Secretary of States office to provide voting info for New Americans
Published: 11-26-2023 8:30 PM
Modified: 11-28-2023 3:57 PM
When Judge Andrea Johnston swore in 60 new U.S. citizens this summer, she told the crowd that citizenship was not a passive status. It’s an act of democracy.
It’s the ability to serve on a jury. It is the freedom of the press and the right to practice the religion of your choice. And it’s to participate in government, by voting for representatives at the local, state and national level, she said.
The last component of that is key to Secretary of State David Scanlan. For people who become naturalized citizens, voting is often one of the first ways they exercise their new rights. Now, the Secretary of State’s Office wants to make that process just a little bit easier.
Scanlan’s office, alongside a partnership with Concord TV, has created a set of informational materials for New American voters.
Through a pocket-sized voter guide and an informational video, the process of how to register and what to expect at the polls is outlined for new voters.
“We want every qualified voter in New Hampshire to be able to exercise their right to vote, and sometimes the most difficult part of that process is actually getting the voter to go and register and vote for the first time,” he said.
In the video, a New American registers to vote for the first time, with the help of Clement Kigugu, the executive director of Overcomers Refugee Services, serving as a translator. Bringing someone to assist with registering is one of many rights voters may not know they have with the election process, said Scanlan.
It’s one of many things that he hopes the materials will teach new voters – along with the fact that someone could register while renewing their car registration or dog license at their city clerk’s office.
“The objective is how do we get these voters that belong to minority groups that have been naturalized to become comfortable with that process,” he said.
This is not the first initiative to make voting more accessible during Scanlan’s tenure as Secretary of State. Ahead of the 2022 elections, voting information was available in Spanish, French and Mandarin Chinese at all polling locations. These three languages were identified as the most commonly spoken, aside from English, in New Hampshire from U.S. Census Data.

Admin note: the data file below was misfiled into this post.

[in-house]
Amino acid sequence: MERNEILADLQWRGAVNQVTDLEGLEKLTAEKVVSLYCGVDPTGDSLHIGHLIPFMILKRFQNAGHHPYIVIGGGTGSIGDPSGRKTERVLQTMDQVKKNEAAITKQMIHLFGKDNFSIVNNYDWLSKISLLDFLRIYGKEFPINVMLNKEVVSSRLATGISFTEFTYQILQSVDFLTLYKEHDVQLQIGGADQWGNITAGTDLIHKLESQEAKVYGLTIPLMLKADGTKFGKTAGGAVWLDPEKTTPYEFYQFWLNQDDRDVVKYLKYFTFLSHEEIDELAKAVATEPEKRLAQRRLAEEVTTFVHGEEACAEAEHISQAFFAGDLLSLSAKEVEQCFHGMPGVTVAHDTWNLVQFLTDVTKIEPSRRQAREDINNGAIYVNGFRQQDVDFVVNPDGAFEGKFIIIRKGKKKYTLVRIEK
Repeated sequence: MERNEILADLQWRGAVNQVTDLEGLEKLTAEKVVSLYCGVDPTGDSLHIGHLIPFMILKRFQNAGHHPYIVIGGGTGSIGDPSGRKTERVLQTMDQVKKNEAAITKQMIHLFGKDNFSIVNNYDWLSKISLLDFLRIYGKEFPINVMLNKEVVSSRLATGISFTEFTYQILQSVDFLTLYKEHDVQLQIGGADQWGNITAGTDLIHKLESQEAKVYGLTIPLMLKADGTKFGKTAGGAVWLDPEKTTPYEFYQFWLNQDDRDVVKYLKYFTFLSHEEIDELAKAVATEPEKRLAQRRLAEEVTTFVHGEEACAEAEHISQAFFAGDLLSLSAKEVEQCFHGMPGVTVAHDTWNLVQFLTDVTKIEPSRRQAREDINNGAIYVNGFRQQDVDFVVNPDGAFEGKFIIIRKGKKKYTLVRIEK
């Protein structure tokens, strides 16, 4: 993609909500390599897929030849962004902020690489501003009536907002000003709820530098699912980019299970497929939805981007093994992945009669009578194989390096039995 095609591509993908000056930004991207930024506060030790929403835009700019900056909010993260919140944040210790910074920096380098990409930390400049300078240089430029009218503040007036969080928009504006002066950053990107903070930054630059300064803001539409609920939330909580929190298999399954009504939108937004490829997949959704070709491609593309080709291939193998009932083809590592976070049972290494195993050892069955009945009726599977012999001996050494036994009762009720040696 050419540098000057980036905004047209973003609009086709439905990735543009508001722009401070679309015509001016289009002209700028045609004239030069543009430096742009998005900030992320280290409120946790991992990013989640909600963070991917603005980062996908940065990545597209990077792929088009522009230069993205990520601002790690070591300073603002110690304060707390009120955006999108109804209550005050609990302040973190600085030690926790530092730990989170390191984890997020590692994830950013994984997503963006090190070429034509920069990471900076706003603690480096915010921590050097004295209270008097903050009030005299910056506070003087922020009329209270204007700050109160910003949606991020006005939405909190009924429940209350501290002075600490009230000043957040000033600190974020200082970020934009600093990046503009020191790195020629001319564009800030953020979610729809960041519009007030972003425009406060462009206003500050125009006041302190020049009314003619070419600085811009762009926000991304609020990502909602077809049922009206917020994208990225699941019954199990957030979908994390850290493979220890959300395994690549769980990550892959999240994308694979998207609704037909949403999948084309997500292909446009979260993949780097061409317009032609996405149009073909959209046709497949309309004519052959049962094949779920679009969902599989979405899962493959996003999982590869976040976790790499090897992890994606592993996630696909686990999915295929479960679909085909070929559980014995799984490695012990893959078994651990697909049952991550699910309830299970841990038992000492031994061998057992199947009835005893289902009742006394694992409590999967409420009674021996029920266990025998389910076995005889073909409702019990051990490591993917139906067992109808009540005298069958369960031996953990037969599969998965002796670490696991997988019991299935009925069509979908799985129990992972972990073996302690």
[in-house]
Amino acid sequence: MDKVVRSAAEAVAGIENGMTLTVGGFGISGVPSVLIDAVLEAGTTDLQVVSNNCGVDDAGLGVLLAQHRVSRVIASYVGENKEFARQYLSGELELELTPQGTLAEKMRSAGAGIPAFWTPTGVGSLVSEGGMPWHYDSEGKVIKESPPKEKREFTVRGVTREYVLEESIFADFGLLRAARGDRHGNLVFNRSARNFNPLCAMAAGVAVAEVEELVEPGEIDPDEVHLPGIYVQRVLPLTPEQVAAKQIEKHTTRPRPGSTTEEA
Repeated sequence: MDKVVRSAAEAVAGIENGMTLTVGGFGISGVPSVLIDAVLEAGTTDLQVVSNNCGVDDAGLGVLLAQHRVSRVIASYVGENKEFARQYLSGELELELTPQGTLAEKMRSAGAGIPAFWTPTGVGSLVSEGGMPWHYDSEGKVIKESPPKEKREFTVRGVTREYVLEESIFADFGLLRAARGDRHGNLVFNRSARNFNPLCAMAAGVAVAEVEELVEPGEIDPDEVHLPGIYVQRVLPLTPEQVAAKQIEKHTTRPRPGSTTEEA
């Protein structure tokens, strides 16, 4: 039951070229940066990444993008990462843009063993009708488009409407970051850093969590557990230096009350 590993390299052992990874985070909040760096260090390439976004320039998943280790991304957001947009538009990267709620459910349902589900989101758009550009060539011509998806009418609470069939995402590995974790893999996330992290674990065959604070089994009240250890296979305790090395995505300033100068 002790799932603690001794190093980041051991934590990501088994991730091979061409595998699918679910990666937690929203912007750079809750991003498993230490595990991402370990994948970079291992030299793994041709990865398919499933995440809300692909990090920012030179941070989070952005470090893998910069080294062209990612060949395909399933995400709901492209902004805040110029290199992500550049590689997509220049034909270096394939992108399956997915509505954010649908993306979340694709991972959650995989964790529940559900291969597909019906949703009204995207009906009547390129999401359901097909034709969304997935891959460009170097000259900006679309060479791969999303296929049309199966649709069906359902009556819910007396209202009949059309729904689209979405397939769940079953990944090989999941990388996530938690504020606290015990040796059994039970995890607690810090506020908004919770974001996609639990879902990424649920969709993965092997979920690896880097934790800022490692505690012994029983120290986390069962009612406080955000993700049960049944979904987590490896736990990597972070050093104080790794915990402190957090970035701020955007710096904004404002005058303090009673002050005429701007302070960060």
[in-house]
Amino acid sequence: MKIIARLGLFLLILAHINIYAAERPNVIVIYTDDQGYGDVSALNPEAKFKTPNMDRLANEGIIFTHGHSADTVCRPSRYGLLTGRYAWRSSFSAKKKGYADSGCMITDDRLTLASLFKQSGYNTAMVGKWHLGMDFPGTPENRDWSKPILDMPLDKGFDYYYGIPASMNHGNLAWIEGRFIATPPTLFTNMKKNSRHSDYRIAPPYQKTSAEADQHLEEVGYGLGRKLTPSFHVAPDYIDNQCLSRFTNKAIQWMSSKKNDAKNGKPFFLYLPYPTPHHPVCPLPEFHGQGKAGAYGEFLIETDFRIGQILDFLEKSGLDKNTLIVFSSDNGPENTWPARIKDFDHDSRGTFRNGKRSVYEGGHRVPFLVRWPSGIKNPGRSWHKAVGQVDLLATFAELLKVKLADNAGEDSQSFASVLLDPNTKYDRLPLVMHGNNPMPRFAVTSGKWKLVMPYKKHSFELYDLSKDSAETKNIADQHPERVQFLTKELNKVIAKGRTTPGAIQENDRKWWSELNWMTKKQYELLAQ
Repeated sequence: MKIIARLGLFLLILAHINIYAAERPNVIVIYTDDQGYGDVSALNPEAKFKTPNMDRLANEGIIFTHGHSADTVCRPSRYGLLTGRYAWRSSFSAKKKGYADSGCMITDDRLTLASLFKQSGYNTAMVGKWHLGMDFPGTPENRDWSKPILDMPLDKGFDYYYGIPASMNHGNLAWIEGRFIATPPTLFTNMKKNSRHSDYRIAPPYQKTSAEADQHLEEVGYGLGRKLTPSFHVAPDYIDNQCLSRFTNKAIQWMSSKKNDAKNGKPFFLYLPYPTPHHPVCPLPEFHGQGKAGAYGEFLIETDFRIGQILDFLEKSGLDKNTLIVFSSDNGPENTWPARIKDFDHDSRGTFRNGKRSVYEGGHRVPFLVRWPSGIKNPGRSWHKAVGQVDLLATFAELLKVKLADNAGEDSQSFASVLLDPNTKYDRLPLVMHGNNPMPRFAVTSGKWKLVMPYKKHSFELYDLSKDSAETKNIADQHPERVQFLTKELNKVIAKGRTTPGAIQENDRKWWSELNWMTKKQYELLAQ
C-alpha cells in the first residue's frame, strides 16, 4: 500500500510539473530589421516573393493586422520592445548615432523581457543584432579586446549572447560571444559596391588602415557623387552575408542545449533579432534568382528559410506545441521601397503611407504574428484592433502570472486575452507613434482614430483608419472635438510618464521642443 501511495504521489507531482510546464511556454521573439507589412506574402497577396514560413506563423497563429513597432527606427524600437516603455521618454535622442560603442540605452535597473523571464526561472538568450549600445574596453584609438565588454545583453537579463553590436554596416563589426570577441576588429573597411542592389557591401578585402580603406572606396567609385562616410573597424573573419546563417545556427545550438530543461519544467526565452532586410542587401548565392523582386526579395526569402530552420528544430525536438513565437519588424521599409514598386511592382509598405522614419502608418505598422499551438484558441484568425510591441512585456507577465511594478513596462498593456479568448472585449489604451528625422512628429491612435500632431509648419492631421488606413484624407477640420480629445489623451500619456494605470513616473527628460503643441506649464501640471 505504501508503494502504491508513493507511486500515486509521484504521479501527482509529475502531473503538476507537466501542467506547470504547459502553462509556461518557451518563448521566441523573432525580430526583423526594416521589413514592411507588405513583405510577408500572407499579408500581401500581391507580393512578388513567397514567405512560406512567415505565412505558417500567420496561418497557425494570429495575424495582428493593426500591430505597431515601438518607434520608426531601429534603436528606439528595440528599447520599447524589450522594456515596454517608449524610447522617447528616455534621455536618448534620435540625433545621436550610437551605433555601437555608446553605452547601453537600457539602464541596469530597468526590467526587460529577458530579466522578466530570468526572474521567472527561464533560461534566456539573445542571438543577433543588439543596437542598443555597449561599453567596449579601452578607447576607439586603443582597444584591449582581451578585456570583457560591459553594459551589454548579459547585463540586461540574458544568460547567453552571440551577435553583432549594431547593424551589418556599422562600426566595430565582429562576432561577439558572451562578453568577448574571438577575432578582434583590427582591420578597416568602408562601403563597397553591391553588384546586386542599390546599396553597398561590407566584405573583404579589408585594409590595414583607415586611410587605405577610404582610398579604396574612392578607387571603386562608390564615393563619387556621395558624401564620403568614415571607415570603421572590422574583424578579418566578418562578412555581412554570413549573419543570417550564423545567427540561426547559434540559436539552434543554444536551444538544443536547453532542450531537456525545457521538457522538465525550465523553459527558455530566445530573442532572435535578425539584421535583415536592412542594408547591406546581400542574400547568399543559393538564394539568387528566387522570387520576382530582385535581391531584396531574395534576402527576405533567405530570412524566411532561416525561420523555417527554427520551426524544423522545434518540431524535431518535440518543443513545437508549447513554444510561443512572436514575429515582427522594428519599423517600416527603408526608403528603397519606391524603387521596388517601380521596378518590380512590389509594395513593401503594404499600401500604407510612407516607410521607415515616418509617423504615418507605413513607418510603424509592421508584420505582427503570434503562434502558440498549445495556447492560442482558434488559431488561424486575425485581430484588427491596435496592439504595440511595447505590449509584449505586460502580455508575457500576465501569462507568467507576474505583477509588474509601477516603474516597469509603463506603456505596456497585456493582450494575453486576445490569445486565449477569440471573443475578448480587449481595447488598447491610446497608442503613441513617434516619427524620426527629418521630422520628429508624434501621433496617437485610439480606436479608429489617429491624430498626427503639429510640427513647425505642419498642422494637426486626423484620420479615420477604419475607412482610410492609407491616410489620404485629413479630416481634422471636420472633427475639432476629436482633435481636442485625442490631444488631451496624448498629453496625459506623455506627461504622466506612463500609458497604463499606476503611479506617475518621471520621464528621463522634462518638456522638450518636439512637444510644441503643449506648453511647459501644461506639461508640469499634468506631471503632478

Under the Voting Rights Act, if a jurisdiction has more than 10,000 people or 5 percent of the area population that speak a different language, election materials must be provided in that language.
Although there are no jurisdictions in New Hampshire that meet this threshold, there is no reason to not make information more accessible, said Scanlan.
“New Hampshire is nowhere near those levels. But it doesn’t mean that we shouldn’t make resources available to those individuals that may need some help,” he said.
The video component continues the work of the late John Gfroerer, who had worked on numerous video projects for the Secretary of State’s office, said Scanlan. He’d begun filming this project before he passed. Now Concord TV is carrying on his work.
Doing so not only honors Gfroerer’s legacy, said Michael O’Meara, IT and programming director for Concord TV. But it also aligns with the nonprofit’s mission of making government accessible.
“This is just like a core part of our mission,” he said. “One of our favorite things about the job is that we get to interact with so many different groups of people, so many different perspectives. For us, the biggest thing is everybody feeling like they’re being treated as a human and that they’re being included.”
As New Hampshire continues to welcome New Americans, with a growing population in Concord specifically, Scanlan wants to ensure that newly naturalized citizens participate in the state’s rich history of civic engagement.
“Voting is that individual’s voice in our democracy and their vote is equal to everybody else’s vote. There’s no vote that is more or less important than anybody else’s. And our encouragement is to exercise that important right,” he said. “If there is anything that we can do to help that voter feel comfortable engaging in that process, we want to follow through on that and help that voter.”